#AliceStorm for Halloween: Was it a Trick or a Treat?

The following guest post from Robert R. Sachs, Partner at Fenwick & West LLP, first appeared on the Bilski Blog, and it is reposted here with permission.

By Robert R. Sachs

Alice has been busy the last two months, continuing to haunt the federal courts and the Knox and Randolph buildings at the USPTO. Here are the latest #AliceStorm numbers through the end of October 2015:

There have been 34 district court decisions in the past two months, but the percentage of invalidity decision is holding constant at 70.5%. The number of patent claims invalidated is now over 11,000, but also holding steady at around 71%.

There have been no new Federal Circuit Section 101 decisions, but we’re going to see a flurry of activity in the next couple of months, as the court has recently heard oral argument in a number of patent eligibility cases, and more are on calendar for November.

Motions on the pleadings have soared, with 23 in the past two months alone, and the success rate is up a tick from 70.1% to 71.4%.

PTAB is a bit mixed: the CBM institution rate is down from 86.2% 83.7%, but the final decision rate is still 100%, with 6 decisions in the past two months invalidating the patents in suit.

Turning to the motion analysis, the motions on the pleadings are the second scariest thing to a patent holder after the specter of attorney fees under Octane Fitness:

The Delaware district court continues as the graveyard of business methods and software patents, with 31 eligibility decisions, up from 19 just two months ago, and their invalidity rate is up from 86.4% to 90.3%.

Jumping into second place is the Eastern District of Texas, with 23 decisions total (up from 16). Contrary to the rest of the rest of the bench, their invalidity rate is 34.8%. The Northern District of California edged up from 75% to 78.9% invalidity, and C.D. Cal is up almost 2%.

And finally, here is the run down on the all district court judges with two or more Section 101 decisions.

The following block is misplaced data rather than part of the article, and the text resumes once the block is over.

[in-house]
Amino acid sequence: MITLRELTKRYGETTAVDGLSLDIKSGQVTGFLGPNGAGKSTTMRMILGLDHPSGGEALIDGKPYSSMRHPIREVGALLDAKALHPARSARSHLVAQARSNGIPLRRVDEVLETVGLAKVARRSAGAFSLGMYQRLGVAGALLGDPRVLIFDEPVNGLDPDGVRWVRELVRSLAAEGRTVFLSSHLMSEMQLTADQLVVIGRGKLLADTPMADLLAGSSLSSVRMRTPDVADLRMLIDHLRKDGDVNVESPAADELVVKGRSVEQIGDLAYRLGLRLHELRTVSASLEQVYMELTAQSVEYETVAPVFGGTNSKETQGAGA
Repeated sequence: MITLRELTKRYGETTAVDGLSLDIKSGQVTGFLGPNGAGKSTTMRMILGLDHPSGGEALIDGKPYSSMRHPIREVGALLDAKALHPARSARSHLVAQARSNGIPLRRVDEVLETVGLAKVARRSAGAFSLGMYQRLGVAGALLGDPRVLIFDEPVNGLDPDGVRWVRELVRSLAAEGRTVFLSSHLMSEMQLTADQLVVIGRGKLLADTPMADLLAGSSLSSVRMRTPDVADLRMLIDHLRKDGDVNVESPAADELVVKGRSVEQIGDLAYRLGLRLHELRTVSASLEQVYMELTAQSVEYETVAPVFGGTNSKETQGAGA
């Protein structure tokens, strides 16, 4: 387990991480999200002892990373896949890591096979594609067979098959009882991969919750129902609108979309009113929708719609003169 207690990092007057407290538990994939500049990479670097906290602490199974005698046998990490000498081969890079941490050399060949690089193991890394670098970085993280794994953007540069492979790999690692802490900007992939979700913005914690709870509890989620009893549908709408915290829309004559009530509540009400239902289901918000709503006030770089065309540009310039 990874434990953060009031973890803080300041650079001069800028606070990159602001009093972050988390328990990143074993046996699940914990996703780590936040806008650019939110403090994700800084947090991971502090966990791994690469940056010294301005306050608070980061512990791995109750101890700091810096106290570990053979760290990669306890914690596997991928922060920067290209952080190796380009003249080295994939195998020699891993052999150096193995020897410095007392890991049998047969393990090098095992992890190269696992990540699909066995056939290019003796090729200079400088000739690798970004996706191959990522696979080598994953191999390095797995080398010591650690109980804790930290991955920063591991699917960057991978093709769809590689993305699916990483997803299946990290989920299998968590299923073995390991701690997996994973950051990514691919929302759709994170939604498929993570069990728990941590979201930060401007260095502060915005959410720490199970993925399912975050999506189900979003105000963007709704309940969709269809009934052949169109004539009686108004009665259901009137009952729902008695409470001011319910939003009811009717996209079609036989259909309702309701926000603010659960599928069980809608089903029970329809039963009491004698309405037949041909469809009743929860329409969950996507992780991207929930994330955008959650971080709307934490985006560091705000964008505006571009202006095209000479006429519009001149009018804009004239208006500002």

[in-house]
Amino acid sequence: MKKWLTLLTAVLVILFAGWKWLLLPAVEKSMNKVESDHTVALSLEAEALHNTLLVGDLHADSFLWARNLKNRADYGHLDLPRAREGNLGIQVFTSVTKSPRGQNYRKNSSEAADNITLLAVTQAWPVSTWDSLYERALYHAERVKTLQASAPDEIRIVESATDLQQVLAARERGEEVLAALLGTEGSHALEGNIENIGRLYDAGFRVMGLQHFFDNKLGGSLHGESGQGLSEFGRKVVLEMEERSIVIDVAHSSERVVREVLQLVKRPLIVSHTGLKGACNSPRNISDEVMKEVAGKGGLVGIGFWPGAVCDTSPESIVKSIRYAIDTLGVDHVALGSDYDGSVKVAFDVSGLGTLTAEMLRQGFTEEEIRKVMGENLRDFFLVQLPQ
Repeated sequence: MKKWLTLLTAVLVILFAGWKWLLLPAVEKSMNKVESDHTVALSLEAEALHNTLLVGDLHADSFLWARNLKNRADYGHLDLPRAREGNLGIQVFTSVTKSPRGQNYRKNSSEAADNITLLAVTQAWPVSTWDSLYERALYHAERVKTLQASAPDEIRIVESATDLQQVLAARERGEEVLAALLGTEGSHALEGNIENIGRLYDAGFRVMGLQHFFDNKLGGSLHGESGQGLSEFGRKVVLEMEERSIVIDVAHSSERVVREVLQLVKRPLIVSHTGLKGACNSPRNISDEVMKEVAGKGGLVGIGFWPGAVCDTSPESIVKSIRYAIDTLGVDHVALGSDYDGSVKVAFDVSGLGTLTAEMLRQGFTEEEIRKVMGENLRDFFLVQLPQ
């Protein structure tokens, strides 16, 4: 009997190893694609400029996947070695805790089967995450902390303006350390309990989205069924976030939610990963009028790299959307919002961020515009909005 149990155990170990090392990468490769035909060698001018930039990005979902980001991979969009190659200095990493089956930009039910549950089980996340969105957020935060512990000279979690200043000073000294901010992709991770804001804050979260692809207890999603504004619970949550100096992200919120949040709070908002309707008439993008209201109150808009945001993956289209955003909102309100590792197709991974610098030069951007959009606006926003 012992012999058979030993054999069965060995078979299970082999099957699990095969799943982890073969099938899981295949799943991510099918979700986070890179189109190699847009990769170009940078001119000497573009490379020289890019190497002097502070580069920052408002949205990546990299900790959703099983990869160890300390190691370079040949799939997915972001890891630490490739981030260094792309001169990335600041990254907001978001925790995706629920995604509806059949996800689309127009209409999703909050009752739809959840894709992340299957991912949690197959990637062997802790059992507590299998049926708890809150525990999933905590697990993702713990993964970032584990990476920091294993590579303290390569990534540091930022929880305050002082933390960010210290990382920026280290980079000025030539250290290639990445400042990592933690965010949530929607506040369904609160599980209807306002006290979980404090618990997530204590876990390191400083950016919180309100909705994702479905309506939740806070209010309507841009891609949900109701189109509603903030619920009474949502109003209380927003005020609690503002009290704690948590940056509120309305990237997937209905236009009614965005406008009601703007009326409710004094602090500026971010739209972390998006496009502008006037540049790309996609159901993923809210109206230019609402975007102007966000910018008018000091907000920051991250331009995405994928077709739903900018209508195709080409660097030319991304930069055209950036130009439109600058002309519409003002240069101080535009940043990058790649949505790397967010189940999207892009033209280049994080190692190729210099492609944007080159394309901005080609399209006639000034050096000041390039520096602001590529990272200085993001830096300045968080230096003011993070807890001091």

With today’s blog, I’m introducing some entirely new types of data, looking at the characteristics of the patents that have been subject to Section 101 motions.

As expected, business method patents are the most heavily litigated and invalidated (click to see full size):

The distribution of patents in terms of earlier priority dates shows a very large fraction of the invalidated patents were first filed in 2000:

Now compare that to the distribution of patent classes with respect to priority year as well:

Here too we see a very large number of the business method patents filed in 2000. I’ve coded all of the software related technologies as blue to group them visually.

Why the cluster around 2000? State Street Bank, which held that there was no rule against business method patents, was decided in mid-1998. As those of us who were practicing them remember, it took about two years before the impact of the decision was widespread. This was also the time of the Dotcom bubble when it seemed that just about everyone was starting up a business on Internet. Those two factors resulted in a surge of patent filings.

Of all the patents that have been thus challenged under Alice, only two have post-Bilski priority dates:

  • 8447263, Emergency call analysis system, filed in 2011, and litigated in Boar’s Head Corp. v. DirectApps, Inc., 2015 U.S. Dist. LEXIS 98502 (E.D. Cal., 7/28/2015). The court granted DirectApps motion to dismiss, finding the patent invalid.
  • 8938510, On-demand mailbox synchronization and migration system, filed in 2010, and litigated in BitTitan, Inc. v. SkyKick, Inc., 2015 U.S. Dist. LEXIS 114082 (W.D. Wash, 8/27/2015). BitTran’s motion for preliminary injunction was denied in part because of SkyKick successfully argued that BitTrans was not likely to succeed on the merits due to Alice problems.
  • 8,604,943; 9,070,295; 9,082,097; 9,082,098 and 9,087,313, all of which claim priority to March, 2012, and were invalidated just last week in MacroPoint LLC v. FourKites Inc., Case. No. 1:15-cv-01002 (N.D. Ohio, Nov. 5, 2015). The court invalided all 94 claims in these patents, as being directed to the abstract idea of “tracking freight.” While the last four patents were issued in June and July, 2015, none of them overcome an Alice rejection, and the court noted that “Nothing in the Reasons for Allowance dictate a finding that these concepts are inventive on the issue of patent-eligible subject matter.”

Over time we’ll see more post-Bilski patents being litigated, and then eventually a true test: a business method patent granted after Alice that overcame an Alice rejection. By my count, there are about 80 such patents thus far, and about another 90 that have been allowed. It will not be too long then before one of these patents is challenged under Section 101.

In my next column, I’ll review some very disturbing decisions by coming out of the Delaware district courts.

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